What is Leishmaniasis? Sounds a bit like a psychological disorder of some sort, but in fact it is a vector-borne disease caused by parasitic protozoa of the genus Leishmania (pictured above). Despite the fact that Leishmania is one of the most common disease-causing protozoa in the world, as well as one of the most deadly (second only to malaria), you have probably never heard of it. Leishmaniasis is predominately found in tropical and sub-tropical regions, but most especially those areas where poverty is rampant, including parts of Africa, the Middle East, India, and Brazil. Those of us fortunate enough to reside in more “developed” countries are unlikely to encounter this parasite without a bit of travel.
Depending upon the species of the infecting parasite, there are three common forms of the disease: cutaneous, mucocutaneous, and visceral leishmaniasis. Cutaneous leishmaniasis usually results in skin sores, while mucocutaneous leishmaniasis produces lesions in the mucosa of the nose, mouth, and throat. Visceral leishmaniasis (often called kala-azar) is the most deadly, as it affects internal organs such as the spleen and liver, as well as bone marrow, and is fatal without treatment. Even if treated, survivors may develop skin lesions that can eventually grow and spread, leaving a constant reminder of the battle with the disease.
Leishmaniasis is a vector-borne disease as it is transmitted by an insect known as the sandfly, belonging to the sub-family Phlebotominae (family Psychodidae). Sandflies are much like tiny mosquitoes, in that the female sucks blood from her unsuspecting prey, and in the process can spread the parasite from one host to another. The blood meal is required by most species to be able to reproduce. In general, there are about 30 species of sandflies that can spread approximately 20 species of Leishmania parasites. These guys are so small and stealthy that people often fail to notice them, or even realize that they have been bitten.
According to the World Health Organization (WHO): “Leishmaniasis threatens about 350 million men, women and children in 88 countries around the world. As many as 12 million people are believed to be currently infected, with about 1–2 million estimated new cases occurring every year.” Hundreds of thousands of people die each year as a result of this parasite, and countless survivors bear the disfiguring marks for the rest of their lives. No vaccines or prophylactic drugs exist to prevent the spread of the parasite, though various drugs exist that can be used to treat an infection, depending on the species of the parasite and the condition of the patient. Unfortunately, such treatments are seldom available, or affordable, where they are most needed, and the amount of research being conducted to overcome this deficiency is insufficient. With good reason, leishmaniasis has been classified as a Neglected Tropical Disease.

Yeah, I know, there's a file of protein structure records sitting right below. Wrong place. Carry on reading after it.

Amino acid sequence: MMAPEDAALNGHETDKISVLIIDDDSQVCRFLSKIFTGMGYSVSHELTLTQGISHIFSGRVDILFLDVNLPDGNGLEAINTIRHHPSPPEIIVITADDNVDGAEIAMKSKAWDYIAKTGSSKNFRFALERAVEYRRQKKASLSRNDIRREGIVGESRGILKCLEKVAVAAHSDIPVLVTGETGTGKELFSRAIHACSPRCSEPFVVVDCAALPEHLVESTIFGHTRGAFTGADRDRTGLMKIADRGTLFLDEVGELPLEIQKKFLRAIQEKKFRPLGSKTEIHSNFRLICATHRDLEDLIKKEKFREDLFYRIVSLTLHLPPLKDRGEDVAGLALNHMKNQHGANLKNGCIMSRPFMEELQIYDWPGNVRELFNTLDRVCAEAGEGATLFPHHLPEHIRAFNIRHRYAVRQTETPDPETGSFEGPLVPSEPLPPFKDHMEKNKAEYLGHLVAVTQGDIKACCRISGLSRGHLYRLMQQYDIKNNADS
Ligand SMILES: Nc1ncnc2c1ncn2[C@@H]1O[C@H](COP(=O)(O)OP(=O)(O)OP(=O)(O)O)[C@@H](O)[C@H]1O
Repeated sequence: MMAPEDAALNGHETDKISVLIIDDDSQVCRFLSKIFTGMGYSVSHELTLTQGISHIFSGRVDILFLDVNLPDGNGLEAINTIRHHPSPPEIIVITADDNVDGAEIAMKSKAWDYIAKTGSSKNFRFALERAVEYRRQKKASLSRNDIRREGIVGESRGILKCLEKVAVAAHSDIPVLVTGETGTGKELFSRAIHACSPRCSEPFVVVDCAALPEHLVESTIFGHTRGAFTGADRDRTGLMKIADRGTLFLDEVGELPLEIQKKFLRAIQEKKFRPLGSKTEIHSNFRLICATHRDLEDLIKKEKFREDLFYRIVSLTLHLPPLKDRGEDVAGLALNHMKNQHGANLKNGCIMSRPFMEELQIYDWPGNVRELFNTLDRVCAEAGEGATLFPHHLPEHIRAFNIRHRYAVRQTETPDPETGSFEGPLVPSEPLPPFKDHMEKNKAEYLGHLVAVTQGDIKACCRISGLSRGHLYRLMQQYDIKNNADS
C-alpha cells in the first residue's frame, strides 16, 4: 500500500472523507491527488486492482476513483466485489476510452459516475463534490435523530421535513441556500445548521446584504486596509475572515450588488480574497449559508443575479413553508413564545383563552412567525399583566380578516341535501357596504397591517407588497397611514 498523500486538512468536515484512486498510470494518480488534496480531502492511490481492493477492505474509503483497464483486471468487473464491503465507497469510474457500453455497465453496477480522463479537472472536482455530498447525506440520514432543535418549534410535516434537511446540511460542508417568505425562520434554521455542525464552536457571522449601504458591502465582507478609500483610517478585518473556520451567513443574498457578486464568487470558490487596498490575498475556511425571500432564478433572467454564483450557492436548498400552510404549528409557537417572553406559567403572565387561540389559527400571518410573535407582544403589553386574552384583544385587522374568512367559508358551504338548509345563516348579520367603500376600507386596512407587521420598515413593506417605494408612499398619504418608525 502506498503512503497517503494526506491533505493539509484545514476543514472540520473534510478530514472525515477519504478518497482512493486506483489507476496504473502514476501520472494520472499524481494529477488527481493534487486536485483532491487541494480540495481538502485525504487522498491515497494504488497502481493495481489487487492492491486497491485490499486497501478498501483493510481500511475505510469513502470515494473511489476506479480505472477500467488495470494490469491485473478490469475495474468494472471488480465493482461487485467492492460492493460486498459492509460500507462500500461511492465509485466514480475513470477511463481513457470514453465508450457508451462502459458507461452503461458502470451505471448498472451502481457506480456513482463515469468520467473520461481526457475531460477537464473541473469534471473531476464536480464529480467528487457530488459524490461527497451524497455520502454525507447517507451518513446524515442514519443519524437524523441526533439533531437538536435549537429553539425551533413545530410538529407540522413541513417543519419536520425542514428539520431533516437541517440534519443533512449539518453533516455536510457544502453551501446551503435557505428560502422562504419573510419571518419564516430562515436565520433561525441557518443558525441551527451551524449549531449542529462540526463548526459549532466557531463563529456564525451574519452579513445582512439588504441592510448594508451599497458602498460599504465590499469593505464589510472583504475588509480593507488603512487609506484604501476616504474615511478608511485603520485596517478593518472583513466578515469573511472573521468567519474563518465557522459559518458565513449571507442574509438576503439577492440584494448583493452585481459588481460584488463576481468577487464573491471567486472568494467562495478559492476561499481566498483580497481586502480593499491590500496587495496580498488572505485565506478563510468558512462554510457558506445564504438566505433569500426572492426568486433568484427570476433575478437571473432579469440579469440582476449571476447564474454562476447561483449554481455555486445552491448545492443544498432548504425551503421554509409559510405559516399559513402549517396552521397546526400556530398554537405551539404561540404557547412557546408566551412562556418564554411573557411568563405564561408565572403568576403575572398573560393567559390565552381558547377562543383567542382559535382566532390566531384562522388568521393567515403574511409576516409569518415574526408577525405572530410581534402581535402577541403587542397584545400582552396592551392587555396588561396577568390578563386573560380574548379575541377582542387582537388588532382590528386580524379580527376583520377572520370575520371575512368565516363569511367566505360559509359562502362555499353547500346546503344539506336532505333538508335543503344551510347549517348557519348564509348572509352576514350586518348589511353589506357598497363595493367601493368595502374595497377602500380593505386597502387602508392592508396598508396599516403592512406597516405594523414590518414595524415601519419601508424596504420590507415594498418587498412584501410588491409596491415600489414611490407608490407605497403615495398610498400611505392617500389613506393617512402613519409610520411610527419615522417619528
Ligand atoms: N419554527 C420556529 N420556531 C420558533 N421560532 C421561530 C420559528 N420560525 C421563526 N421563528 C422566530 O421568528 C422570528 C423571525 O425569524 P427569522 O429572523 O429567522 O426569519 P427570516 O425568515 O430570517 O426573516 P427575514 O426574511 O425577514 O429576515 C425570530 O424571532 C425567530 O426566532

Here is a recent overview of some of the global challenges being faced by those who seek to increase funding for leishmaniasis research:
One of the interesting points that is raised in this article is the fact that funding for drug development disproportionately favors diseases such as cancer and heart disease, which are a problem among more affluent societies. In other words, “first world problems”. This certainly makes sense, economically speaking, given that much (if not most) drug development and research takes place in more developed and affluent nations. Since most drug companies are corporations that must look out for the interests of their shareholders, there is little financial motivation to develop drugs that are needed in countries and by people who do not have the resources to pay for them. It is far more rewarding to research prescription medications that combat cancer, heart disease, mental illness, and other diseases…especially if the patient will be taking the drug for the remainder of his or her life, and the drug can be patented.
This actually relates to one of the major problems that we face when it comes to antimicrobial resistance: too few companies are willing to conduct the research. Just 20 years ago, there were eighteen major companies working to develop antibiotics. Today there are only four. Why? Because it is not profitable. Ideally, a patient with an illness takes a course of antibiotics and then is done. Vaccines are even less appealing because the ideal vaccine only needs to be administered once. Compare the returns on that with something like cholesterol medication, which patients might stay on for months, years, or a lifetime. From the perspective of a drug company, the best antibiotic would be one that a person takes for the remainder of his or her life. Likewise, the best demographic is going to be the population of a developed nation with disposable income and health care, not a population with no health care, no income, and barely the means to take in enough calories each to just survive. As a result, most of the funding for research into diseases like leishmaniasis comes from governments and donations from private philanthropies.
As often happens when writing articles such as this, I find that I come away with far more questions than I have the time to answer. Sadly, many of those questions do not have answers that can be easily found with a Google search. Questions like: How do we increase research funding for neglected diseases? Should government funding (tax dollars) be spent on such research? How do we encourage companies to address needed research for neglected diseases? What obligation, if any, do private companies, governments, or even the members of an affluent, developed society have to care about diseases such as leishmaniasis? If there is no obligation to care, is there a economic or practical reason why we should care? I leave you to ponder such questions, as I am, and hopefully I will be able to address some of them in a future post.
Thanks for reading!